If you were Section 609 certified before 2015 and you’re scrambling to find your card to buy refrigerant this Spring that’s fine, but after you calm down and get a shiny new copy of your old 609 card, think about this…the first R-1234yf cars are coming out of warranty and may find their way into your service shop.
R-1234yf and the motor vehicle air conditioning (MVAC) systems using it are different from CFC-12 and HFC-134a systems. Vehicles using this refrigerant require different service procedures and shop equipment. A technician will need the skills to recognize the differences between refrigerants and how to service or repair each system properly and safely.
This chemical is NOT a “drop-in” refrigerant or one that should be used in other systems. Systems designed for R-1234yf should only be charged with that refrigerant. Systems designed for other refrigerants should only use those correct products.
Are you R-1234yf service ready? Do you have the proper equipment and do you know the proper service procedures?
MACS has been explaining the differences between working on R-134a cars and R-1234yf cars for the last five years and we find as we answer calls and hold training clinics that there are still people who refer to themselves as service professionals who have not received any training on R-1234yf mobile A/C systems.
The current MACS Section 609 program contains comprehensive training information on R-1234yf systems including best service practices and SAE J-standards, as well as specific safety procedures to protect you, your shop and your customer’s car. This MACS technician training program conforms to and complies with the SAE International Standard J2845 “HFO-1234yf Technician Training for Service and Containment of Refrigerants Used in Mobile A/C Systems.”
Information is provided on tanks, labels and fittings identifying R-1234yf, finding leaks, using recovery, recycling and recharging equipment, servicing procedures and what you need to know about U.S. EPA SNAP rules. What’s a SNAP rule? SNAP is an acronym for Significant New Alternatives Policy Program and discusses acceptable refrigerants for use in mobile A/C systems. Check out http://www.epa.gov/snap
While it is true that you don’t have to take the Section 609 test again to fulfill current Section 609 requirements, if you are going to work on R-1234yf mobile A/C systems you owe it to yourself and your customers to have the best and most current information and training to make smart and efficient repairs.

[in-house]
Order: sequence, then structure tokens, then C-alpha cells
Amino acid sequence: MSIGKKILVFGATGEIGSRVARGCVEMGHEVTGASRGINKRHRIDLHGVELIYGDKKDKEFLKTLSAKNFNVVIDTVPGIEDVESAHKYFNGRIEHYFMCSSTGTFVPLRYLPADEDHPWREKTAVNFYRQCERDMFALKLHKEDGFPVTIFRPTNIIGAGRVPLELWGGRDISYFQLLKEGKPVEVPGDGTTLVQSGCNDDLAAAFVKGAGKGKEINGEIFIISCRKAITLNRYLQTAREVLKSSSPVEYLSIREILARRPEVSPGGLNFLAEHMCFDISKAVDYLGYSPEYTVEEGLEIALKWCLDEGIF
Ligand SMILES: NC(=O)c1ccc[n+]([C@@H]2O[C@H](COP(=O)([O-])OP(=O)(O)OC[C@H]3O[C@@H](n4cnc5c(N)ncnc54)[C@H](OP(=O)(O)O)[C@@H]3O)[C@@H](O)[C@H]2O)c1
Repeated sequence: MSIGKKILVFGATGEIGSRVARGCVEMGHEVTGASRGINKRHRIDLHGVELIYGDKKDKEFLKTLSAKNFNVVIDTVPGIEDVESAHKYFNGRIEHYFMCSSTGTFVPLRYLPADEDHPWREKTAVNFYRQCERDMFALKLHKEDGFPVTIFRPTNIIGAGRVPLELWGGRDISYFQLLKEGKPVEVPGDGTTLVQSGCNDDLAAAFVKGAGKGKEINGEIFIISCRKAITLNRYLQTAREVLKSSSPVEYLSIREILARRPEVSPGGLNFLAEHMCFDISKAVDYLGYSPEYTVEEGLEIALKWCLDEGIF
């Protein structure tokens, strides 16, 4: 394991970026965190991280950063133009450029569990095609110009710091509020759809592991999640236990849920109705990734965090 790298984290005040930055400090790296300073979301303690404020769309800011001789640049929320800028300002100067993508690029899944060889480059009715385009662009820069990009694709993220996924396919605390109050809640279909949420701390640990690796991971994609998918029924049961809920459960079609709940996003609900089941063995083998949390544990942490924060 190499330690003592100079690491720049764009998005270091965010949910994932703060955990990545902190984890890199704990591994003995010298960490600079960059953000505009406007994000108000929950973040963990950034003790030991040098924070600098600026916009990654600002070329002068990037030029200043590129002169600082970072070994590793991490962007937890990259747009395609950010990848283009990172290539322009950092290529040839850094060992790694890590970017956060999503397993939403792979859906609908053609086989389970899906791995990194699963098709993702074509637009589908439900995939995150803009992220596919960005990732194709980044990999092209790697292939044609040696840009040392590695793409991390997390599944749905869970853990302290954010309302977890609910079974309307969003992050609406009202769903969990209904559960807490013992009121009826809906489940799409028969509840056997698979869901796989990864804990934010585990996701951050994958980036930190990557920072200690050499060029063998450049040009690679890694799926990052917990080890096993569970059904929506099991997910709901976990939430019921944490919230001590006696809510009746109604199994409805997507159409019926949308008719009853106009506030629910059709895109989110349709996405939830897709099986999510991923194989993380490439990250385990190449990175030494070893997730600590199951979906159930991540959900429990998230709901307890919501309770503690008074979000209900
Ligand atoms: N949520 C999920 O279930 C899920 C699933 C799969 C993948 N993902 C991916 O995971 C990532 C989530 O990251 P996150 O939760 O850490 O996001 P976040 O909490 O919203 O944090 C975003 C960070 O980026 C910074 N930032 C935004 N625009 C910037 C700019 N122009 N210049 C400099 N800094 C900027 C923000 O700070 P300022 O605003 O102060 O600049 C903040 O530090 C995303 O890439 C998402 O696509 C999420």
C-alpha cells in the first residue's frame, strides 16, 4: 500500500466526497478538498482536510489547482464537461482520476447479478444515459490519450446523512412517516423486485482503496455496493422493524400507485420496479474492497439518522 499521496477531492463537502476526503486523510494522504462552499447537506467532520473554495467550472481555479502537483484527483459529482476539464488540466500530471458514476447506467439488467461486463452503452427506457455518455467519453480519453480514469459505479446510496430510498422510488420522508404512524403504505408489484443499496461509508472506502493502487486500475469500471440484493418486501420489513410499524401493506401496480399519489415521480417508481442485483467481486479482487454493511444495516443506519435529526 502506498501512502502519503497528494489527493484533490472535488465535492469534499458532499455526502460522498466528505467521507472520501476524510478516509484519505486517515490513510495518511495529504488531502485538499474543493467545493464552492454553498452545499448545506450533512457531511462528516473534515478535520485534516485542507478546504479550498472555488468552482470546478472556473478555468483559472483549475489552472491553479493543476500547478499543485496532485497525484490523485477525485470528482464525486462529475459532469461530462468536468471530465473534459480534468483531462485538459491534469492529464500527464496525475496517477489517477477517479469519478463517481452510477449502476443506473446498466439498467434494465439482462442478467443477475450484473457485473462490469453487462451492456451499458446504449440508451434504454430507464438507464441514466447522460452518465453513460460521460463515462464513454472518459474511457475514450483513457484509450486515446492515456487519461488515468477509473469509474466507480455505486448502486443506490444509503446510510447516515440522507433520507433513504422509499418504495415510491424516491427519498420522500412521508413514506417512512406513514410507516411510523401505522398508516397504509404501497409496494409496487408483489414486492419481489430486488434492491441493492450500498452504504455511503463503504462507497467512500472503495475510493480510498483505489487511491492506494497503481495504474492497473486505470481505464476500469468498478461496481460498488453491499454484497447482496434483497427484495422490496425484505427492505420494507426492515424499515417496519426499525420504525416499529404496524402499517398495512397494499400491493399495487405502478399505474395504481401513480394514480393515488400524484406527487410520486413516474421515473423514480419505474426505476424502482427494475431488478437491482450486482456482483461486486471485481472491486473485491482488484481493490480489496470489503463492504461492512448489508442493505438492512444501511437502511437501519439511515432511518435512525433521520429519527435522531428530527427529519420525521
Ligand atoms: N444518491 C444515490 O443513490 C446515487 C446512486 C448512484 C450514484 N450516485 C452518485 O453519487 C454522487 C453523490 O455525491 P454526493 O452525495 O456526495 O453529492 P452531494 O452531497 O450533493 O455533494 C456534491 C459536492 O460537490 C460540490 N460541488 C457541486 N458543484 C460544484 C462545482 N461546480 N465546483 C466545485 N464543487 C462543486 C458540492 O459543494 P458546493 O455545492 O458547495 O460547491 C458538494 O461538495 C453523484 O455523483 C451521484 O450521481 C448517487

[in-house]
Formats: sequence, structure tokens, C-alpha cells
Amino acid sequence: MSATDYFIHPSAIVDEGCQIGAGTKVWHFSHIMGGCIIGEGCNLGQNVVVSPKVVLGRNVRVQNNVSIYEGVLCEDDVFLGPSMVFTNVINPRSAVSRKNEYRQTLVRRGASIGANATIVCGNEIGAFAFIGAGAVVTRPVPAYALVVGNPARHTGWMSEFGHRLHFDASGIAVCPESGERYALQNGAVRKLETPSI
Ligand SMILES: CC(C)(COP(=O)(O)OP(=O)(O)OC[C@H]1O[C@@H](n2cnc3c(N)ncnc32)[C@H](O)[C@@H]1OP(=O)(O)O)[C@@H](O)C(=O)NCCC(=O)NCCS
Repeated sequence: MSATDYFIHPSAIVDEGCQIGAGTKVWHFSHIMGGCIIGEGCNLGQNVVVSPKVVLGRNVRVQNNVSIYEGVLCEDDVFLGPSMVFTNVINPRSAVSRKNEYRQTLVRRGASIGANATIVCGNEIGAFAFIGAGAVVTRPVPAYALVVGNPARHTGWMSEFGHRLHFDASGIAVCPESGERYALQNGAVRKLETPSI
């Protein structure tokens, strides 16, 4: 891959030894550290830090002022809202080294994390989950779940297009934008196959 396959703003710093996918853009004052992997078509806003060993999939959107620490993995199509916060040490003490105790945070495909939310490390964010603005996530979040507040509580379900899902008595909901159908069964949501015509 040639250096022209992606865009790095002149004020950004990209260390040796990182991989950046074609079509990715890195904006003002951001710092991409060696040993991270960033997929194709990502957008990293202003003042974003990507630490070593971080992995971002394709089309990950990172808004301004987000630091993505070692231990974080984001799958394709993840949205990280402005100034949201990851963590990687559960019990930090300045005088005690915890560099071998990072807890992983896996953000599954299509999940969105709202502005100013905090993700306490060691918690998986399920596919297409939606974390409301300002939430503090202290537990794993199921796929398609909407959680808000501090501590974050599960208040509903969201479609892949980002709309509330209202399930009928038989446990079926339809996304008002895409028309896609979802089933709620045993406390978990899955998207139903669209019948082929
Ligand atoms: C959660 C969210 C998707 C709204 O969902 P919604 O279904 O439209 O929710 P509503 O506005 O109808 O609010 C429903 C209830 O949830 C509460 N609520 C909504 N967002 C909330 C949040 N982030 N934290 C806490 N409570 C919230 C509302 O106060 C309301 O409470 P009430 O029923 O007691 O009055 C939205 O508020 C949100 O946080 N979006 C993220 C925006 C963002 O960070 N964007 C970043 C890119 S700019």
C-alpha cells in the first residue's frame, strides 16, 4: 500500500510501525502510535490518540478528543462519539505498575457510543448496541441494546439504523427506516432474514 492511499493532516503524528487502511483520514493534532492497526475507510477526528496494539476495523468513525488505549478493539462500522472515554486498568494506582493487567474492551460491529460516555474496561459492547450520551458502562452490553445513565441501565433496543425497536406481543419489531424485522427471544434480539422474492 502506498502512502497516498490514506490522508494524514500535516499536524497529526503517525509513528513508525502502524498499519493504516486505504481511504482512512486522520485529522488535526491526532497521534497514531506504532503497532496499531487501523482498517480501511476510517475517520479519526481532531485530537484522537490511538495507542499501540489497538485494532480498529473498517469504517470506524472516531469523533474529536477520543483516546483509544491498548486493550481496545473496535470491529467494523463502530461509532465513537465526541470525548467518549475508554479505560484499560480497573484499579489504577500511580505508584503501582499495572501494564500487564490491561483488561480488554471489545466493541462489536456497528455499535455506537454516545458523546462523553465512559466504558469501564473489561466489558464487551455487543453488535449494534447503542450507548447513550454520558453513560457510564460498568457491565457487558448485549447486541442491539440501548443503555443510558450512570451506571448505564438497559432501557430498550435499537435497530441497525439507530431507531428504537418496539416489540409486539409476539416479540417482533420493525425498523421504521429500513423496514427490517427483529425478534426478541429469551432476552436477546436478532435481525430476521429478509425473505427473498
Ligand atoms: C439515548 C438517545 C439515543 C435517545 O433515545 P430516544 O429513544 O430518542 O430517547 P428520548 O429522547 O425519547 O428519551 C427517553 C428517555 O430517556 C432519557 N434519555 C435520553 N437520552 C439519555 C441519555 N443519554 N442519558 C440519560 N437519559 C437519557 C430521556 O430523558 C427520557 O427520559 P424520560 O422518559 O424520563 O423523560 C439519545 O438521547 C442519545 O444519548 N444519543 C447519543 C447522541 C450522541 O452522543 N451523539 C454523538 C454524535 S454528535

Longtime MACS member Gus Swensen serviced this 1957 Bentley yesterday, he got their A/C back in shape at Cool Car Auto Air of Columbus, GA.
By Chris Tyson, MACS Heavy Duty Contributor
Our fleet includes more than 180 pieces of equipment, and while we implemented a periodic inspection program many years ago, there are still times when job requirements make it impractical or inefficient to bring certain machines back to the shop as scheduled. In these situations we try to send a technician to the various job sites to check things out. We also rely on operators to perform basic functions, such as checking the oil, air in the tires, and even making minor repairs when necessary.
But, there are times when some things fall through the cracks, and that’s exactly what happened with one of our Ingersoll-Rand DD14 Rollers. This machine usually travels from job to job, and as a result, it passes through many hands along the way. By the time it showed up at the shop, we found the engine coolant was significantly low, apparently due to a leaking radiator core. Further inspection indicated the radiator had become loose in its mount, which caused it to make direct contact with the blades of the cooling fan. As you can probably guess, the spinning fan damaged the fins, eventually making a few holes in the tubes, It was at that point, about halfway down the face of the radiator, that coolant was getting out.
We’re not sure how long the roller was operated while it was low on coolant. The operators we spoke with said they didn’t notice anything wrong with the machine, and since it was cold outside at the time, we had to take them at their word.